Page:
On 2 June 2021, the Crown Prosecution Service (the ‘CPS’) published its revised guidance on the prosecution of money laundering offences (the ‘Guidance’).
- The most significant changes introduced by the Guidance relate to section 330 of the Proceeds of Crime Act 2002 (‘POCA’), which criminalises failure to report money laundering in the ‘regulated sector’
- The Guidance now clarifies that it is possible to charge an individual under section 330 of POCA even though there is insufficient evidence to establish that money laundering was planned or has taken place. Previously, the CPS did not do so.
- This change in approach represents a relaxation of the existing guidance, and firms in the regulated sector should therefore take note of the change and the resulting increased risk of prosecution for failure to report under section 330 of POCA.
- The effective date for the Guidance is the date of publication (i.e., 2 June 2021), so the new approach will not apply retrospectively.
The money laundering offences under POCA
Money laundering offences are set out in Part 7 of POCA. Sections 327-329 of POCA outline the principal money laundering offences, extending criminal liability to any persons who deal with criminal property in certain circumstances.
Alongside the principal money laundering offences, POCA requires those working in the regulated sector to report knowledge or suspicion of money laundering, or reasonable grounds to suspect money laundering, in certain circumstances. Under section 330 of POCA, a person may commit an offence if they do not disclose their knowledge or suspicion of money laundering to their firm’s nominated officer (commonly known as the money laundering reporting officer or MLRO). Under section 331, the relevant nominated officer may commit an offence if they do not report that disclosure by filing a Suspicious Activity Report with the National Crime Agency. The maximum sentence is five years’ imprisonment.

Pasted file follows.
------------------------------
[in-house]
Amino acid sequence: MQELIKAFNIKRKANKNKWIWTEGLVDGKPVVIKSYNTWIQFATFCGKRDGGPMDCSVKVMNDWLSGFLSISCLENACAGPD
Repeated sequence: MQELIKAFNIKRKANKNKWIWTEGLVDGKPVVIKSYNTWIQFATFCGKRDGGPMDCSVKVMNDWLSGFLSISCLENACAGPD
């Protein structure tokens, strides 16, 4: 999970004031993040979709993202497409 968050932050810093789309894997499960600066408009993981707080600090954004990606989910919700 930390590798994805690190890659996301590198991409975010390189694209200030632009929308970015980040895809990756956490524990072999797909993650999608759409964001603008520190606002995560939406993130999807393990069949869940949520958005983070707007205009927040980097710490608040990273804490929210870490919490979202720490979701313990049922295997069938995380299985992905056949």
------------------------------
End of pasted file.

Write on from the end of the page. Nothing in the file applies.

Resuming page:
A new approach
Contrary to the previous position, which required the prosecution to prove that money laundering was planned or undertaken in order to establish liability under section 330 of POCA, the new approach outlined in the Guidance enables prosecutions to proceed even if no money laundering offence is proven. The Guidance makes clear that “section 330 … creates an obligation to report suspicions of money laundering to the authorities, regardless of whether money laundering actually takes place.”
It is important to note that the new approach only applies to the ‘suspicion limb’ of section 330 of POCA, and not the ‘knowledge limb’. Evidence of planning or undertaking are required to establish a person’s knowledge as regards another person’s involvement in money laundering. Where money laundering cannot be proven, the prosecution can now proceed under the suspicion limb.
The Guidance is an attempt by the CPS to remove barriers that have historically inhibited prosecutions under section 330 of POCA, which have been rare to date. While it remains to be seen whether the Guidance will in fact precipitate an uptick in prosecutions, the changes introduced undoubtedly increase the risks associated with failing to report money laundering. As such, firms operating in the regulated sector should ensure that their employees are aware of their money laundering reporting obligations, and the risks associated with failure to report.